Since the introduction of Flexi-N, ‘leaf scorch’ has slowly become an accepted part of the liquids phenomen with full crop recovery and no yield loss. In recent years however with the advent of new Ag Chemicals, the question has been asked if the same crop recovery principles still apply.

Recent scorch trials conducted at York and Lake Grace have shown higher levels of damage under NDVI assessment and leaf test compared to the control treatment but in all cases recovered well to achieve higher yields at harvest. 

Unfortunately the planned Bunjil site was removed from the project due to the poor season.. We are hoping to redo this trial in the North to assess the impact on crops of some commonly used Ag Chemicals mixed with Flexi-N.

See below for final yield results, note that each treatment was replicated three times for scientific analysis. 

Scorch damage

Scorch resultsFig 1: Top image shows the worst scorch damage at York (Trial B, Trt 15) and bottom image shows scorch recovery in Trial A.

 

1: York Site

Trial A: Z32 application

Kalyx recorded the highest percentage of leaf damage on Treatments 4, 6, 8 & 9, measured at 7DAT. 
Crop had 2-3 nodes when sprayed.

• 0.3 - 0.5 t/ha response to 100 L/ha Flexi-N
• No ill effects on yield from applying Precept, Velocity or Esteron LV with Flexi-N
• Higher yield with Streamers (did not find this Lake Grace)

Table 1

Trial B: Z37 application

Kalyx recorded the highest percentage of leaf damage on Treatment 15, with up to 85% scorch evident on some leaves, measured at 10DAT. 

• 0.5 t/ha response to 100 L/ha Flexi-N without Prosaro
• 0.3 t/ha response to Prosaro
• Small but not significant response to Flexi-N where Prosaro was applied
• 0.5 t/ha reduction in yield from High scorch Brew applied with Flexi-N (scorch impact)
• 0.8 t/ha reduction in yield from Prosaro + Supercharge + CuSO4 applied with Flexi-N (scorch impact)• Flat fan nozzles achieved a +0.3 t/ha better result than streamers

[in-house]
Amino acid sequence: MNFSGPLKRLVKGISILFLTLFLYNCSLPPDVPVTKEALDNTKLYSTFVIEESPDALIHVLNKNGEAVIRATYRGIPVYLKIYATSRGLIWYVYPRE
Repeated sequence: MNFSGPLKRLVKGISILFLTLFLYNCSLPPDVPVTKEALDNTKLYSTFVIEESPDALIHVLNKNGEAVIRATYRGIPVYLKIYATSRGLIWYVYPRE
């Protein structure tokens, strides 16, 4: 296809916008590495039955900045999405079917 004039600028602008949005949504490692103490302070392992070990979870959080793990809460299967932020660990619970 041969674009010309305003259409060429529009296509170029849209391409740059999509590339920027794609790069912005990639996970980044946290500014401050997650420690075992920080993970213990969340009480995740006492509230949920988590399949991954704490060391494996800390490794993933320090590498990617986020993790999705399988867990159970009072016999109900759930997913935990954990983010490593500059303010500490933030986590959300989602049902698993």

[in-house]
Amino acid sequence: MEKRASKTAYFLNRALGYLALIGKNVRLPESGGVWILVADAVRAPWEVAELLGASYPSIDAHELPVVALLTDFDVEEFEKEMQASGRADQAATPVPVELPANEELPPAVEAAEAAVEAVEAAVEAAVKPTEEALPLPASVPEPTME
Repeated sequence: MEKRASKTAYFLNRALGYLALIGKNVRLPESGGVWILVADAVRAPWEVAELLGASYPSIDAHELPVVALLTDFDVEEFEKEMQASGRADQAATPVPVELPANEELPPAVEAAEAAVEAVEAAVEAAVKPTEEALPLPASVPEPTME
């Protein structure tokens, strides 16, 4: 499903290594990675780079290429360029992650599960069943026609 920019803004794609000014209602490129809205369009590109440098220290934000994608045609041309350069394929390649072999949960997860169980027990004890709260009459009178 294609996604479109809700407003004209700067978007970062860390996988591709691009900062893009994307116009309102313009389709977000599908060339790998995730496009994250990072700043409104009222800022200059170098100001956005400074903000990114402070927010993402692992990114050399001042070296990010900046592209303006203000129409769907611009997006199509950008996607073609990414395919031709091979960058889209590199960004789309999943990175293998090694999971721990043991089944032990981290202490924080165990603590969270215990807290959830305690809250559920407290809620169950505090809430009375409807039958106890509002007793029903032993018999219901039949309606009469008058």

graph 2 

2. Lake Grace site

Trial A: Z30 application

Kalyx recorded the highest percentage of leaf damage on Treatments 4, 6, 8 & 9, measured at 8DAT. 

• No evidence of scorch reducing yield (Trt 9 caused severe scorch)
• No significant difference between flat fans and streamers

graph 3

Trial B: Z37 application

Kalyx recorded the highest percentage of leaf damage on Treatment 15 with up to 80% scorch evident on some leaves, measured at 9DAT.

• 0.3 t/ha response to Prosaro 
• Inconclusive effects from severe scorch Trts 15 (cf 14) & 16 (cf 12) 
• No significant difference between flat fans and streamers

graph 4

Trial A rates:
• Velocity: 1L/ha with 50L/ha water
• Esteron LV: 1.5L/ha with 50L/ha water 
• Precept: 2L/ha with 50L/ha water 
• High scorch brew: 0.3% of 20L with Flexi-N 

Trial B rates:
• Prosaro: 1L/ha with 50L/ha water 
• SuperCharge: 1% of 20L with Flexi-N 
• CuSO4: 4kg with 20L Flexi-N
• High scorch brew: 0.3% of 20L with Flexi-N
NOTE: Rates were at the higher end of the supplier recommendations to increase chance of scorch.

Overall, yield results from the project did not present any findings that were unexpected and should provide users with the confidence to apply treatments concurrently without needing that extra pass. General scorch precautions still apply including temperature, wind, Delta-t and plant stage.
 
This project would not have been possible without the assistance from Elevo in conducting the NDVI drone flyovers with orthomosaic ratings and Kalyx for providing a Research Agronomist to conduct routine site assessments on the up-close leaf damage – so a big thank you to both of those teams.
 
For more information on this project or interested in learning more about how to prevent scorch when mixing chemicals - please speak to your local CSBP Area Manager.
 
We would also like to thank the growers involved Steve and Anne Chipper at York, and Arthur Slarke in Lake Grace. Their involvement with this project is much appreciated, as without access to their crops, this project would just not be possible.
 
Scott Orrock
By Scott Orrock
- Insights and innovation Specialist

Scott grew up on a family farm East of Kulin then spent 6 years in the Royal Australian Air Force after school, before completing his Masters of Business Administration. He is passionate about the future of agriculture, and how technology will contribute to the industry for better efficiencies. 

Scott started with CSBP in 2016 as the Nitrogen Product Manager and is now working across a range of marketing, insight and innovation projects within the business aimed at challenging traditional practices and to improve the overall customer experience.

Agronomic insights

Want to stay up to date? Have our latest research findings and news delivered to your inbox